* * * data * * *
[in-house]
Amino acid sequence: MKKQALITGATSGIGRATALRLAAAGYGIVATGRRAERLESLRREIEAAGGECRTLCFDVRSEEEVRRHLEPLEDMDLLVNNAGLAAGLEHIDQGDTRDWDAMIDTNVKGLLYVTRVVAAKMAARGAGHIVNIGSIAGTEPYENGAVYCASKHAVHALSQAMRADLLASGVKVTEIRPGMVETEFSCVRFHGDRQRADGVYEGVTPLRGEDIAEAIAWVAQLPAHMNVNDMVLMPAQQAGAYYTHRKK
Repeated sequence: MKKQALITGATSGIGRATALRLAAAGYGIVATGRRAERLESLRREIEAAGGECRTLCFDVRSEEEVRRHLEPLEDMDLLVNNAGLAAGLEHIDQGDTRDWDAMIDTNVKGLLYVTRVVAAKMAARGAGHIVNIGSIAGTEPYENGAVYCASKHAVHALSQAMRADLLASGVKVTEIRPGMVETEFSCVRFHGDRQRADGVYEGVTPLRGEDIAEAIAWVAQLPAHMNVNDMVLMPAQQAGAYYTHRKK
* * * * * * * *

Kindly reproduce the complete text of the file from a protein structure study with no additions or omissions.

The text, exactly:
[in-house]
Amino acid sequence: MKKQALITGATSGIGRATALRLAAAGYGIVATGRRAERLESLRREIEAAGGECRTLCFDVRSEEEVRRHLEPLEDMDLLVNNAGLAAGLEHIDQGDTRDWDAMIDTNVKGLLYVTRVVAAKMAARGAGHIVNIGSIAGTEPYENGAVYCASKHAVHALSQAMRADLLASGVKVTEIRPGMVETEFSCVRFHGDRQRADGVYEGVTPLRGEDIAEAIAWVAQLPAHMNVNDMVLMPAQQAGAYYTHRKK
Repeated sequence: MKKQALITGATSGIGRATALRLAAAGYGIVATGRRAERLESLRREIEAAGGECRTLCFDVRSEEEVRRHLEPLEDMDLLVNNAGLAAGLEHIDQGDTRDWDAMIDTNVKGLLYVTRVVAAKMAARGAGHIVNIGSIAGTEPYENGAVYCASKHAVHALSQAMRADLLASGVKVTEIRPGMVETEFSCVRFHGDRQRADGVYEGVTPLRGEDIAEAIAWVAQLPAHMNVNDMVLMPAQQAGAYYTHRKK